When your dog is experiencing nausea and discomfort, there are chances that he will flinch, especially if you touch his abdomen. Besides flinching, your dog will also show other signs if he has nausea. These include restlessness, panting, increased drooling, shaking or trembling, retching, licking his lips, etc.
Dogs cannot express pain as we do. They have their way of letting us know that they are in pain and discomfort. They will vocalize through growls, barks, and whines. Your dog will also display flinching behavior. If he has a toothache, you will notice your dog flinch away when you try to touch his head or mouth.
Other signs to identify that your dog has toothache include increased drooling, slow chewing, bad breath, reduced appetite, etc. If arthritis is the cause of your dog’s pain, he will flinch while moving or when you touch his legs.
Common Scenarios where Wobbliness and Flinching Might Occur Simultaneously
Your dog could display wobbliness and flinching behavior simultaneously, mostly when he is experiencing any neurological disorder. For instance, if your dog has a vestibular condition like ataxia, he will show uncoordinated movements and flinch away from objects or people. He will do this because he is disoriented and unaware of what is happening around him.
The same might happen when your dog is about to get a stroke attack. You will notice wobbly movements and an expression of stress and nervousness on his face and body.
3 Steps to take Immediately
Wobbliness, in dogs, is more serious than flinching. If you see sudden, uncoordinated movements in your dog, it is essential to address it immediately. Early intervention could save your dog from serious health hazards. Here are a few steps that you must take:
1. Contact the Vet
When you see your dog making wobbly, uncoordinated movements, seeking medical help at once is essential. When you contact the vet, clearly explain how long your dog has appeared wobbly.
Also, let him know if your canine displays any other symptoms like stumbling, shaking his head, drooling, panting, etc. The more details you provide the vet regarding your dog, the better it will be for him to assess the issue accurately and arrive at a solution.
2. Calm your Dog
It is quite natural as a pet parent to panic when you see your dog behaving in a way he shouldn’t. Yet, you should have patience and calm your dog, too. If he is losing balance, he shouldn’t move around, as in that way, he could cause self-injury.
Shift him to a quieter environment and make him sit or lie down. You could also take him to his crate if he has one. He will feel comfortable there. Try to comfort him as much as you can to help him deal with the pain and uneasiness that he is going through.
3. Keep a Close Watch on Him
After contacting the vet and planning for the next course of action, supervise your dog. Even if you have shifted him to a different room, ensure there is someone to watch him.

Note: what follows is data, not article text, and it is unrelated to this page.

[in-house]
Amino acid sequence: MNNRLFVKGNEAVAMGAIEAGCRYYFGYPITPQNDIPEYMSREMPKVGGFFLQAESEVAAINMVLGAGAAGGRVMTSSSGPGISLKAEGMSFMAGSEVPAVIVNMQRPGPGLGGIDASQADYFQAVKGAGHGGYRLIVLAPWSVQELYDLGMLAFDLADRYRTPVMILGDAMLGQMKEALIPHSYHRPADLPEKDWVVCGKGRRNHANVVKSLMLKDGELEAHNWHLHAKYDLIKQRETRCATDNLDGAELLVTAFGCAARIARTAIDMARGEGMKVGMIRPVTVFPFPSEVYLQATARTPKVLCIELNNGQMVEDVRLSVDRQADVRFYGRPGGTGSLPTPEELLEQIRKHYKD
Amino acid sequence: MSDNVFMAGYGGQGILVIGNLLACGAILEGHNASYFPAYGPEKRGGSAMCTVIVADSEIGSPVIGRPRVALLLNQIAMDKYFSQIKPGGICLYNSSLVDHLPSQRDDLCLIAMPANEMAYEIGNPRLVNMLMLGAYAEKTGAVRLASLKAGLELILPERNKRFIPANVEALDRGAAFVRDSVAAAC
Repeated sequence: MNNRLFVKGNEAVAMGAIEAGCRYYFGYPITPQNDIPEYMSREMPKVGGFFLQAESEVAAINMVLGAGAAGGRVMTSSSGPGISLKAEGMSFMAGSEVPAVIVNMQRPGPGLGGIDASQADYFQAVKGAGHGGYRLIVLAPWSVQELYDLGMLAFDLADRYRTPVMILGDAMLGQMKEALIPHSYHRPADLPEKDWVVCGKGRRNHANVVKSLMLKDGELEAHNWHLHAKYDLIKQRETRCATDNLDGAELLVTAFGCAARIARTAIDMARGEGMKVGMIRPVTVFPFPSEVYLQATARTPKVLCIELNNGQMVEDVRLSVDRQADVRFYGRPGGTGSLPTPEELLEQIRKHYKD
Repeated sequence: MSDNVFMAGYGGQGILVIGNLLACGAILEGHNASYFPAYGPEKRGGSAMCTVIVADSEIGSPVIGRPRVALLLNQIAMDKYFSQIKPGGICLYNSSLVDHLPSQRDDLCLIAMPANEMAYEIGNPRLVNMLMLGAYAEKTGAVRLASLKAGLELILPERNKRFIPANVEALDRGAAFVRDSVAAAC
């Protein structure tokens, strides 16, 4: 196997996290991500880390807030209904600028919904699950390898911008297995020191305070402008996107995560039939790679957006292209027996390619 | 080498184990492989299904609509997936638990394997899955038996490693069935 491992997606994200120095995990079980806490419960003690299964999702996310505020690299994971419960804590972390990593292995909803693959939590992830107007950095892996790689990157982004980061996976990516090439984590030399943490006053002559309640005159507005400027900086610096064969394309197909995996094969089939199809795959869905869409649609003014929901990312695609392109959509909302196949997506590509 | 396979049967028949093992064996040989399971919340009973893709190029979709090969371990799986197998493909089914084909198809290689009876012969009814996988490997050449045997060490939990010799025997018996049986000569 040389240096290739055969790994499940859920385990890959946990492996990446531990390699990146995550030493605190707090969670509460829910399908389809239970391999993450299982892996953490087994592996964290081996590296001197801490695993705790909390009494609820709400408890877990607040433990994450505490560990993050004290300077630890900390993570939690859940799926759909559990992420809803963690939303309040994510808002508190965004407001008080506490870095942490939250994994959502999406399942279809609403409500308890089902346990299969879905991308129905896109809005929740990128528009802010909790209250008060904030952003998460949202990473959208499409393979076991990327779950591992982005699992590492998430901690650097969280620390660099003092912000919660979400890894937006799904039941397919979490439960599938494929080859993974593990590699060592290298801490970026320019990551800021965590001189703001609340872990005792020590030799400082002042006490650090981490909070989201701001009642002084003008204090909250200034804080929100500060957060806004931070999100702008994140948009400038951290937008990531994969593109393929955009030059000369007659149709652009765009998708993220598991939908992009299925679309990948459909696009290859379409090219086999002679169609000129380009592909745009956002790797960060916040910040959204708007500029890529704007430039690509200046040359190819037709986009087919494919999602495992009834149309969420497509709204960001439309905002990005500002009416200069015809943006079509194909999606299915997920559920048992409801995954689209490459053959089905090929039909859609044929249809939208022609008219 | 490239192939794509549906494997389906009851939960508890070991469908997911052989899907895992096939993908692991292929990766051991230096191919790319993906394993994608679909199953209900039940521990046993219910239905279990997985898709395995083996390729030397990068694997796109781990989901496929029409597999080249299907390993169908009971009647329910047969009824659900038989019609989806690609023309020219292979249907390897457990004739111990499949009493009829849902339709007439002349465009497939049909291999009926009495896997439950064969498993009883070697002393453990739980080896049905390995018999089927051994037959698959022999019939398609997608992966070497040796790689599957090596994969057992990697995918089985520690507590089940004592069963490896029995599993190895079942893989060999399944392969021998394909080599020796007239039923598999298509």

If your dog is flinching, you must identify if it is behavioral or due to any health problem. For example, if your dog flinches in his sleep, it means he is dreaming. But, he could even flinch while asleep if he is having an episode of seizure.
There’s a way to distinguish. If your dog dreams, he will wake up to his name being called. In the case of a seizure attack, calling his name won’t wake your dog up.
When to Seek Veterinary Help
You will have to seek veterinary help in case of the following situations:
- When your dog is making uncoordinated movements
- If he is staggering or stumbling while walking
- If he appears as if he is drunk
- If your canine is panting and drooling excessively
- In case your dog has difficulty walking or getting up
- If he shakes his head a lot and has red, inflamed ears alongside smelly discharge
- If your dog is pacing in circles and making abnormal eye movements
The bottom line is that whenever your dog has a wobbly, unsteady movement and shows other signs of discomfort, you should not delay in seeking veterinary advice.
Diagnosis and Treatment
When you take your dog to the vet because of uncoordinated and wobbly movements, the vet will examine him physically. He will even advise bloodwork and diagnostic tests like X-rays and MRI scans. Your vet may even ask you to seek a veterinary neurologist’s consultation if needed.
If your vet suspects your dog has a stroke, he will advise for bloodwork and coagulation tests. An MRI is the best and most effective way to diagnose a stroke.
To diagnose an ear infection, the vet will examine your dog’s ears and take his ear canal swab for microscopic examination. It will help the vet determine if your dog has a bacterial or yeast infection or ear mites.
Similarly, for flinching, your vet will diagnose through physical examination, bloodwork, and other diagnostic tests and treat accordingly.
The treatment also depends on your dog’s condition and severity. For example, if your dog has been diagnosed with ataxia, the treatment depends on the underlying condition that has triggered the same.
Suppose your dog lacks nutrients like potassium, Vitamin B, or calcium. In that case, nutritional supplements may help to overcome the condition. If your dog suffers from severe infections or has ingested toxins, he might have to be hospitalized and put under intensive care. Ataxia caused by cancer or a tumor requires radiation therapy, chemotherapy, or surgery.
If your dog is flinching away from you suddenly, it could be he is stressed or anxious. It could be the banging sound of the thunderstorm or fireworks. It has made your dog nervous, compelling him to react that way.
It could even be discomfort due to a stomach bug, dental conditions, ear infections, or other serious conditions.
If your dog suddenly displays wobbling movement and lethargy behavior, it could be due to underlying health issues. It requires urgent medical intervention. You should also check for other signs in your dog, like a stumbling gait, increased drooling, head shaking, etc.
To sum up, wobbling movements in dogs are mostly a red flag and need immediate medical intervention. Flinching could be either due to any physical discomfort or because of any behavioral issue.
Dogs who aren’t adequately socialized are more susceptible to nervousness and anxiety, especially when put in a surrounding that isn’t their comfort zone. The onus is on you to find out why your dog’s wobbling or flinching and resolve it as soon as possible.
Dr. Lillian is a D.V.M. passionate about promoting awareness of dogs. She shares her expertise through her blogs on canineweekly.com and provides animal care services, including internal medicine, dermatology, and emergency care. Dr. Lillian is committed to contributing to animal welfare.